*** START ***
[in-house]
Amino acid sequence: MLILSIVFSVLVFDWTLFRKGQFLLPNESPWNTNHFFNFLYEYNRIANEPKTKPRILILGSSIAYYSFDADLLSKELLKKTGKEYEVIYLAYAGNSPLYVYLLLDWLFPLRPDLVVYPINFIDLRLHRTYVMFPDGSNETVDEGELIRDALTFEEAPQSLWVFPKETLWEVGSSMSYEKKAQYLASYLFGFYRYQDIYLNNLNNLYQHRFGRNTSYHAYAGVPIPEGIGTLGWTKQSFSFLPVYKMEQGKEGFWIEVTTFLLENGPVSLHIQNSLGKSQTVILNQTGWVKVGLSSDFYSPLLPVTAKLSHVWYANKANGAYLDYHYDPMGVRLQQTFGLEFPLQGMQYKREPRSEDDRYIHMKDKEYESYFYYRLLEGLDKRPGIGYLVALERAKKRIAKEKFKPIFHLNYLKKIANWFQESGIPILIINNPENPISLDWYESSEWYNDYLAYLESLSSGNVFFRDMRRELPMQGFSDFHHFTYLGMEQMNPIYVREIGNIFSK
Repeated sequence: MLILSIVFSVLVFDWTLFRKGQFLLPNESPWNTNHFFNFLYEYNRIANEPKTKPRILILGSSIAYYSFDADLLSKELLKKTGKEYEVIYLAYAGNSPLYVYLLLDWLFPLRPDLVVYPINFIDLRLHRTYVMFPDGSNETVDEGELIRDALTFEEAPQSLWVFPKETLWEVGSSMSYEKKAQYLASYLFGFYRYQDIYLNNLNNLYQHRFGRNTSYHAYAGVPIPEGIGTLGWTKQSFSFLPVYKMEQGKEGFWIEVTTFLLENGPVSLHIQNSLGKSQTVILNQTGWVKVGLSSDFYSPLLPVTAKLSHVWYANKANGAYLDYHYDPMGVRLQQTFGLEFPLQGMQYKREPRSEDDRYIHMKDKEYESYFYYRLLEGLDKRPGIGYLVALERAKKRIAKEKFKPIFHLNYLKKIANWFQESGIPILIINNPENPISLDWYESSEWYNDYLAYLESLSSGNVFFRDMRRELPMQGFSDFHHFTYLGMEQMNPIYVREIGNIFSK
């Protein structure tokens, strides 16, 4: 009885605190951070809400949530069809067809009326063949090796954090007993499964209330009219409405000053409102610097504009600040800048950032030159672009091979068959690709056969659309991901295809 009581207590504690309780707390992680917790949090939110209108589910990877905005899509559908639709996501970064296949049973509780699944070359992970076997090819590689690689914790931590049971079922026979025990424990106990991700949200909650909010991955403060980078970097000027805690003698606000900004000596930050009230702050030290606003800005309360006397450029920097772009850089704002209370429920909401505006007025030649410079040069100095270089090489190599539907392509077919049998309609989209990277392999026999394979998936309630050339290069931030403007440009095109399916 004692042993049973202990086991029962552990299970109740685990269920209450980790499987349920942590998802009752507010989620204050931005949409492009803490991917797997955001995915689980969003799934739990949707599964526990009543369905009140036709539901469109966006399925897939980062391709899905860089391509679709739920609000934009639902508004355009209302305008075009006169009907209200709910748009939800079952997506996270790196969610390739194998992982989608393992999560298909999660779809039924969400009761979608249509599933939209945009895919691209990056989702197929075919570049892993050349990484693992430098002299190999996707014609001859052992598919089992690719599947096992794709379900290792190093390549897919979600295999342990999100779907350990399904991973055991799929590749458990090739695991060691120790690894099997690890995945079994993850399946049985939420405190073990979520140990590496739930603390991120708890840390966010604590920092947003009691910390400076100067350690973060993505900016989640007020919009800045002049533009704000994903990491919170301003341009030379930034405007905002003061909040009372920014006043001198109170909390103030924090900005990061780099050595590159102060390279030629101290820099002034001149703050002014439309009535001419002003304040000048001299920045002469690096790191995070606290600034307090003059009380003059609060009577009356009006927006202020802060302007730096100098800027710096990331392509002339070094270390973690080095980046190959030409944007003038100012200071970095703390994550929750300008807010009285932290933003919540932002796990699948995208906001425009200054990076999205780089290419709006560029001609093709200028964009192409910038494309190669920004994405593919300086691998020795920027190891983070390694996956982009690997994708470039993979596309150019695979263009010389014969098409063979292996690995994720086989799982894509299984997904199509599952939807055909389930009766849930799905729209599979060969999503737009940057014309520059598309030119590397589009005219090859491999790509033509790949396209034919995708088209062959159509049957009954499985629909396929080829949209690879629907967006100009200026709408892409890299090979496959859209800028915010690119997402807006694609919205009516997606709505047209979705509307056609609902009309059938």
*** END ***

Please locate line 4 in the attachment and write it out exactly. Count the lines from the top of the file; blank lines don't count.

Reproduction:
């Protein structure tokens, strides 16, 4: 009885605190951070809400949530069809067809009326063949090796954090007993499964209330009219409405000053409102610097504009600040800048950032030159672009091979068959690709056969659309991901295809 009581207590504690309780707390992680917790949090939110209108589910990877905005899509559908639709996501970064296949049973509780699944070359992970076997090819590689690689914790931590049971079922026979025990424990106990991700949200909650909010991955403060980078970097000027805690003698606000900004000596930050009230702050030290606003800005309360006397450029920097772009850089704002209370429920909401505006007025030649410079040069100095270089090489190599539907392509077919049998309609989209990277392999026999394979998936309630050339290069931030403007440009095109399916 004692042993049973202990086991029962552990299970109740685990269920209450980790499987349920942590998802009752507010989620204050931005949409492009803490991917797997955001995915689980969003799934739990949707599964526990009543369905009140036709539901469109966006399925897939980062391709899905860089391509679709739920609000934009639902508004355009209302305008075009006169009907209200709910748009939800079952997506996270790196969610390739194998992982989608393992999560298909999660779809039924969400009761979608249509599933939209945009895919691209990056989702197929075919570049892993050349990484693992430098002299190999996707014609001859052992598919089992690719599947096992794709379900290792190093390549897919979600295999342990999100779907350990399904991973055991799929590749458990090739695991060691120790690894099997690890995945079994993850399946049985939420405190073990979520140990590496739930603390991120708890840390966010604590920092947003009691910390400076100067350690973060993505900016989640007020919009800045002049533009704000994903990491919170301003341009030379930034405007905002003061909040009372920014006043001198109170909390103030924090900005990061780099050595590159102060390279030629101290820099002034001149703050002014439309009535001419002003304040000048001299920045002469690096790191995070606290600034307090003059009380003059609060009577009356009006927006202020802060302007730096100098800027710096990331392509002339070094270390973690080095980046190959030409944007003038100012200071970095703390994550929750300008807010009285932290933003919540932002796990699948995208906001425009200054990076999205780089290419709006560029001609093709200028964009192409910038494309190669920004994405593919300086691998020795920027190891983070390694996956982009690997994708470039993979596309150019695979263009010389014969098409063979292996690995994720086989799982894509299984997904199509599952939807055909389930009766849930799905729209599979060969999503737009940057014309520059598309030119590397589009005219090859491999790509033509790949396209034919995708088209062959159509049957009954499985629909396929080829949209690879629907967006100009200026709408892409890299090979496959859209800028915010690119997402807006694609919205009516997606709505047209979705509307056609609902009309059938």